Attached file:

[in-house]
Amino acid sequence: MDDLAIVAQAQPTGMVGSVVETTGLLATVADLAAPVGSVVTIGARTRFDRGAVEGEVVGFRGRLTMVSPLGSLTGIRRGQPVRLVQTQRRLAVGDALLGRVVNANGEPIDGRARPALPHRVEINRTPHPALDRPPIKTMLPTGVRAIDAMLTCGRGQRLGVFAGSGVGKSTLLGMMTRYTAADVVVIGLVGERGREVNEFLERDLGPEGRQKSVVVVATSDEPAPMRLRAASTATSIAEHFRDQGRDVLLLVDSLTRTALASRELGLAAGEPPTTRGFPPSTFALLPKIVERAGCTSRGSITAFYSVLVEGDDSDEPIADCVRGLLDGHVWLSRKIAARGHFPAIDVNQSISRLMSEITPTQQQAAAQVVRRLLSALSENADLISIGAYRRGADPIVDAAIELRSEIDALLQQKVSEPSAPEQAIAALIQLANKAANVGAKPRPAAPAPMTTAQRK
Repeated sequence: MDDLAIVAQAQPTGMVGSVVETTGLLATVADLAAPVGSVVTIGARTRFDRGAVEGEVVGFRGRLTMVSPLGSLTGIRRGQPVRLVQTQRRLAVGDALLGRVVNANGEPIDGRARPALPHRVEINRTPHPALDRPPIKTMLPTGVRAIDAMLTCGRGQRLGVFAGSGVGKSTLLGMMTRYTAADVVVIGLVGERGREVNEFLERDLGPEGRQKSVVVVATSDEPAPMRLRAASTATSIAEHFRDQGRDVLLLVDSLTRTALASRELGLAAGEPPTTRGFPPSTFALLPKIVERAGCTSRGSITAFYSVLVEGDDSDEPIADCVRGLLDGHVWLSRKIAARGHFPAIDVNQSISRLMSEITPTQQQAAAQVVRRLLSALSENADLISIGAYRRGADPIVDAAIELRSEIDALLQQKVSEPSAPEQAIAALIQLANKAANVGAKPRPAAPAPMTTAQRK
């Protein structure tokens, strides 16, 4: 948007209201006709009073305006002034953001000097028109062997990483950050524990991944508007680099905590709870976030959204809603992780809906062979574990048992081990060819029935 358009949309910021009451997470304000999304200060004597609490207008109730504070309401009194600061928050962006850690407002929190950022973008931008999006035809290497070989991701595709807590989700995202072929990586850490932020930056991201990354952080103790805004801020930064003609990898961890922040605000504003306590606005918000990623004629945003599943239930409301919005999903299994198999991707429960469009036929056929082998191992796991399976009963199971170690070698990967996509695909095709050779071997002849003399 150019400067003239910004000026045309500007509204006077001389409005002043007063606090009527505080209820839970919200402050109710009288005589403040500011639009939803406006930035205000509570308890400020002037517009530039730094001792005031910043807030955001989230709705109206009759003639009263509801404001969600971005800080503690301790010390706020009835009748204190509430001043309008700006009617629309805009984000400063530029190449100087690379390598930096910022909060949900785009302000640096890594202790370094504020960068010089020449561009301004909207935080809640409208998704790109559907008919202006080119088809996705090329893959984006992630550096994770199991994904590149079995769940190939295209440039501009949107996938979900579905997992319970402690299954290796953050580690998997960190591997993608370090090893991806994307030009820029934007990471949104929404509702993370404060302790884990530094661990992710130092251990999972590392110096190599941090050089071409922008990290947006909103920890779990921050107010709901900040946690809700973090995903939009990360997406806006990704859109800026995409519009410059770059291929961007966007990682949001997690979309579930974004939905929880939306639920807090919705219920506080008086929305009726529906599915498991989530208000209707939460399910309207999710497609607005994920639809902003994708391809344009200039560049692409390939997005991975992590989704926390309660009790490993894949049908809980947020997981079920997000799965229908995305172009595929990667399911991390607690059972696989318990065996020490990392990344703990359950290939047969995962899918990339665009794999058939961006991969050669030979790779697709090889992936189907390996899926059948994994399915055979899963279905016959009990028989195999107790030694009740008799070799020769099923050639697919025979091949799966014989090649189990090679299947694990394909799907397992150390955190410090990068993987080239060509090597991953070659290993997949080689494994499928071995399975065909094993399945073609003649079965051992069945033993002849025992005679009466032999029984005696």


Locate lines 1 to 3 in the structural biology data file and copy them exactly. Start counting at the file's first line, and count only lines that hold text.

[in-house]
Amino acid sequence: MDDLAIVAQAQPTGMVGSVVETTGLLATVADLAAPVGSVVTIGARTRFDRGAVEGEVVGFRGRLTMVSPLGSLTGIRRGQPVRLVQTQRRLAVGDALLGRVVNANGEPIDGRARPALPHRVEINRTPHPALDRPPIKTMLPTGVRAIDAMLTCGRGQRLGVFAGSGVGKSTLLGMMTRYTAADVVVIGLVGERGREVNEFLERDLGPEGRQKSVVVVATSDEPAPMRLRAASTATSIAEHFRDQGRDVLLLVDSLTRTALASRELGLAAGEPPTTRGFPPSTFALLPKIVERAGCTSRGSITAFYSVLVEGDDSDEPIADCVRGLLDGHVWLSRKIAARGHFPAIDVNQSISRLMSEITPTQQQAAAQVVRRLLSALSENADLISIGAYRRGADPIVDAAIELRSEIDALLQQKVSEPSAPEQAIAALIQLANKAANVGAKPRPAAPAPMTTAQRK
Repeated sequence: MDDLAIVAQAQPTGMVGSVVETTGLLATVADLAAPVGSVVTIGARTRFDRGAVEGEVVGFRGRLTMVSPLGSLTGIRRGQPVRLVQTQRRLAVGDALLGRVVNANGEPIDGRARPALPHRVEINRTPHPALDRPPIKTMLPTGVRAIDAMLTCGRGQRLGVFAGSGVGKSTLLGMMTRYTAADVVVIGLVGERGREVNEFLERDLGPEGRQKSVVVVATSDEPAPMRLRAASTATSIAEHFRDQGRDVLLLVDSLTRTALASRELGLAAGEPPTTRGFPPSTFALLPKIVERAGCTSRGSITAFYSVLVEGDDSDEPIADCVRGLLDGHVWLSRKIAARGHFPAIDVNQSISRLMSEITPTQQQAAAQVVRRLLSALSENADLISIGAYRRGADPIVDAAIELRSEIDALLQQKVSEPSAPEQAIAALIQLANKAANVGAKPRPAAPAPMTTAQRK